Celebrating Design Excellence
Congratulations to the winners of the Henry Hughes IP awards at the Victoria University of Wellington School of Design’s 2016 end of year exhibition.
We are proud to again be supporting the awards. As a firm which specialises in the identification, protection and enforcement of intellectual property rights, we commend the efforts of the students, and applaud the staff of the School of Design in training, mentoring and encouraging the next generation of designers.
The winners of the Henry Hughes IP awards in 2016 are:
Master of Design Innovation winner: “If We Fail To Construct Our Own Realities – Others Will Do It For Us” by Saint Andrew Matautia
This project addresses the experience of Pasifika students, and compares indigenous practices to a “Eurocentric” aesthetic education, which may not address Pasifika cultural and historic context. The project uses visual ethnography as well as indigenous research methods to identify Pasifika ideologies, and discuss initiatives to improve design education and thinking. The project showed an impressive depth of research and expression of ideas.
Culture+Context Design winner: “The Opulent Chronometer” by James Penman
The maker can download a specification for the chronometer and assemble it themselves. The finished chronometer produces a printout of the current time when a coin is inserted. The project is a playful commentary on makers’ desire to create a widget which might be unnecessary or redundant, except for its eye appeal; and on the maxim “time is money”. In producing the prototype, the student demonstrated a broad skill set.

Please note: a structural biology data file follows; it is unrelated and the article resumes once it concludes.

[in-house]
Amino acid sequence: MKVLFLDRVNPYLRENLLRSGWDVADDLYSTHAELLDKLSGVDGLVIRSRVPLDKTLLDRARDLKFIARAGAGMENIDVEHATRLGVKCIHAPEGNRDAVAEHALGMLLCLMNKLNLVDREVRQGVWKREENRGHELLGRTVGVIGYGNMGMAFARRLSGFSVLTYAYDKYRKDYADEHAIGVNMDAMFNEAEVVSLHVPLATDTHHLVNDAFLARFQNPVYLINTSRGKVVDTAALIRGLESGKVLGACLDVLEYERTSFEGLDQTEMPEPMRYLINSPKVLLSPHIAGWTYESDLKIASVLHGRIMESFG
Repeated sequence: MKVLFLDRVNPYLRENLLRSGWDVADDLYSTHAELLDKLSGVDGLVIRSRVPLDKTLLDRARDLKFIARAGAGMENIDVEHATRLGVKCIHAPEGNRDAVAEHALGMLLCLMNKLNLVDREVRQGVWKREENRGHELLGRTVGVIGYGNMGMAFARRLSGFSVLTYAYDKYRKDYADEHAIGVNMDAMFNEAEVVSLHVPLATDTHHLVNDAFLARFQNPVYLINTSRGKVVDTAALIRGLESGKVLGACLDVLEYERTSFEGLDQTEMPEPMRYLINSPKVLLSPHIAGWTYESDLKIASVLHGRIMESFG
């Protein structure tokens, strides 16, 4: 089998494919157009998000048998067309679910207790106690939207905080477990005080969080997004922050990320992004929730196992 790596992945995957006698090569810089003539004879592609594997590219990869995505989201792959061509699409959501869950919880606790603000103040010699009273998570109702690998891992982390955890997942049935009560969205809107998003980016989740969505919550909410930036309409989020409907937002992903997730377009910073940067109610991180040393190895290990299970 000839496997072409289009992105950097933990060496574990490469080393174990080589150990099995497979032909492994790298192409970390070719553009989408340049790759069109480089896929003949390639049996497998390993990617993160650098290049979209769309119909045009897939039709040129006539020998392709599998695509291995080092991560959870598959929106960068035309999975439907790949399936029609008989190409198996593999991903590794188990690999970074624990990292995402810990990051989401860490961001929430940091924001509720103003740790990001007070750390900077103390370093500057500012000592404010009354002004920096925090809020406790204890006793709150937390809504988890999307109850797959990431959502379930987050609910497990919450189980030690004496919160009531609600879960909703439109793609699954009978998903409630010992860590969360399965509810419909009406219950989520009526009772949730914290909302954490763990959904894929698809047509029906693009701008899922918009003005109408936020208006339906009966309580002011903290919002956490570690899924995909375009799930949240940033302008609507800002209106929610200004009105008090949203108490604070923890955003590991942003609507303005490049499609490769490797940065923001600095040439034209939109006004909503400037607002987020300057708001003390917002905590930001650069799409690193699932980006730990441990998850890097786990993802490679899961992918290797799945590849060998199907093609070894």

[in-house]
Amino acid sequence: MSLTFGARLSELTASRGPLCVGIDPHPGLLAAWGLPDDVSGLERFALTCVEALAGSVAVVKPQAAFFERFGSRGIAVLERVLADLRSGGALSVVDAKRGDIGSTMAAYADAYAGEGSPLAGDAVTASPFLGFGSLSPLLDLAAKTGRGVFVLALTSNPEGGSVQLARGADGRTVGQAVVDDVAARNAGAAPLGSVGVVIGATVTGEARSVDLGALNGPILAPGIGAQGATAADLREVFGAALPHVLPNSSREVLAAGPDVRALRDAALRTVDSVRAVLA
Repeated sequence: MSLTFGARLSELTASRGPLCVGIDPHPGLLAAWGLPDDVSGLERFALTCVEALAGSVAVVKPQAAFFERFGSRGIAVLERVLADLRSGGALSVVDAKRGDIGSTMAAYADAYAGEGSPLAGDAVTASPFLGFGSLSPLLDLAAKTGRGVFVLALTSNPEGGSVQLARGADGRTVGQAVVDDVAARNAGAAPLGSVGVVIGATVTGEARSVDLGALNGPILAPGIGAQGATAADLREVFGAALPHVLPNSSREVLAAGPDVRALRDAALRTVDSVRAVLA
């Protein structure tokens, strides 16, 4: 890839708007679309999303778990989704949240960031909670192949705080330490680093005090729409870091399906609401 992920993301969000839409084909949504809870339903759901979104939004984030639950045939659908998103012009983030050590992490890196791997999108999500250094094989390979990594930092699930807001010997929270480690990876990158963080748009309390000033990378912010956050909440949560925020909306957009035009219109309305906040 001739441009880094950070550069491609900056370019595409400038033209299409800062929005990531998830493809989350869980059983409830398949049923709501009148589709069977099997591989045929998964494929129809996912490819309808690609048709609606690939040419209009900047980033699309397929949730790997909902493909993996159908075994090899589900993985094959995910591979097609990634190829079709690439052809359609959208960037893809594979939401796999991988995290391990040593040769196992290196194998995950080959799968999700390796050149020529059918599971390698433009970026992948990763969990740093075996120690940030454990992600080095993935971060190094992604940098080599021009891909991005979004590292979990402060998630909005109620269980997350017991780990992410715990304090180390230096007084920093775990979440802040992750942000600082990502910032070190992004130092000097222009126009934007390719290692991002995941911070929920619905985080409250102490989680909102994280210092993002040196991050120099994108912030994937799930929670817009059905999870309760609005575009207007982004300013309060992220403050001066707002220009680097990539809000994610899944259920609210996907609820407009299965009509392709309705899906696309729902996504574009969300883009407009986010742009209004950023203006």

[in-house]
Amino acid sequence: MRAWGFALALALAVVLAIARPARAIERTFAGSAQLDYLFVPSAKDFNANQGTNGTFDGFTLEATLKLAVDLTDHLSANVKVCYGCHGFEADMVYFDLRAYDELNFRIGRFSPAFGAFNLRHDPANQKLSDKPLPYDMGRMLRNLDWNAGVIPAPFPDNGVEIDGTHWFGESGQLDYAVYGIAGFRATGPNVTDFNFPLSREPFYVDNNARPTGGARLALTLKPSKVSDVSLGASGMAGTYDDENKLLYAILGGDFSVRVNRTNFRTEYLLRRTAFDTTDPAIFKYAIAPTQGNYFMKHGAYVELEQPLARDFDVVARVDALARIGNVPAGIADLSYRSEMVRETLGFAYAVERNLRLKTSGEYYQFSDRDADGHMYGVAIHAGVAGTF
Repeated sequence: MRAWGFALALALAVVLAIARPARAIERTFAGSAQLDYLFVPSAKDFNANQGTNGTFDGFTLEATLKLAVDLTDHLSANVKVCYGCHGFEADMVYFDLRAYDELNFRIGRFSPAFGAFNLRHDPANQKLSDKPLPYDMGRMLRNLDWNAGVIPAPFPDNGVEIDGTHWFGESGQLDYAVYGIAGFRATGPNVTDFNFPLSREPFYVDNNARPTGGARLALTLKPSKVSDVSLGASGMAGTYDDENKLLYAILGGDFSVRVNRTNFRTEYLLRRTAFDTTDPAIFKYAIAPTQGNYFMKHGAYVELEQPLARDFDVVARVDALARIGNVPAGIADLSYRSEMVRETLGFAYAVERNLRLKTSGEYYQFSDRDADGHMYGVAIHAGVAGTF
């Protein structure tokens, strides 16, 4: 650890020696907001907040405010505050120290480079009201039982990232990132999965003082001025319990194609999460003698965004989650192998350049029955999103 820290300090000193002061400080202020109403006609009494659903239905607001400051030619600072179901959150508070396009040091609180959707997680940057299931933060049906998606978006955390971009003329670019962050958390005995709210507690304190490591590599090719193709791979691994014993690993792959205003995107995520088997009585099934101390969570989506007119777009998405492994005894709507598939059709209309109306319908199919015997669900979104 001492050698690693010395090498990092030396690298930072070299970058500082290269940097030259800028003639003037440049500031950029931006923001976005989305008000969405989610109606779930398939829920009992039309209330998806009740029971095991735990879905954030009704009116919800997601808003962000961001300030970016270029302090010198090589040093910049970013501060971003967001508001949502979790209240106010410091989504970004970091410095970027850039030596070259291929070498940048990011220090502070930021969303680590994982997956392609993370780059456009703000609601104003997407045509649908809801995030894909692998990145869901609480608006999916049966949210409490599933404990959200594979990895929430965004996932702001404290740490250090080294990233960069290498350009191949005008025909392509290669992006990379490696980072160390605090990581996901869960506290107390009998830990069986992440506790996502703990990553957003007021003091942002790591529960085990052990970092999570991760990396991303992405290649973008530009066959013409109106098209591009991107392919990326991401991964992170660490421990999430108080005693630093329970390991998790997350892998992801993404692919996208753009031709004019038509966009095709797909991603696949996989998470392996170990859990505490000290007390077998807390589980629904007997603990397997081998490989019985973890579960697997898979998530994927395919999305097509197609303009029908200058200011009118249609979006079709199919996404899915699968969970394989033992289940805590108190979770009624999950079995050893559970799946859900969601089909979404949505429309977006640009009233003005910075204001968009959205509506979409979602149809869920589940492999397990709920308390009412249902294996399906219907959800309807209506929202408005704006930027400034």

Highly Commended: “Hear Me Out” by Olivia Miller
This project was the result of a diligent investigation of the obstacles faced by deaf students, and idea to integrate the students’ learning experience with that of their “hearing” peers. The student gave a lot of thought to translating aspects of learning for both deaf and hearing students into different features of the app.
Industrial Design winner: “Nalo” by Nicole Hone
A wireless speaker to be “planted” in the earth, this project is a thoughtful response to the brief of a speaker for playing the designer’s favourite music. The design’s appeal comes from a skilful combination of material choices and 3D printing techniques.
Media Design winner: “Parametric Alphabet” by Jack Purvis
In this project, the designer has applied parametric design principles to come up with an appealing and adaptable “morphing” of words, which we can see having useful applications in web design.
Highly Commended: “Wanderwear” by Bryan Loh
The designer has taken the brief to innovate in the weather information space, and responded with a unique app which manipulates weather information and user information to solve the perennial problem – what to wear?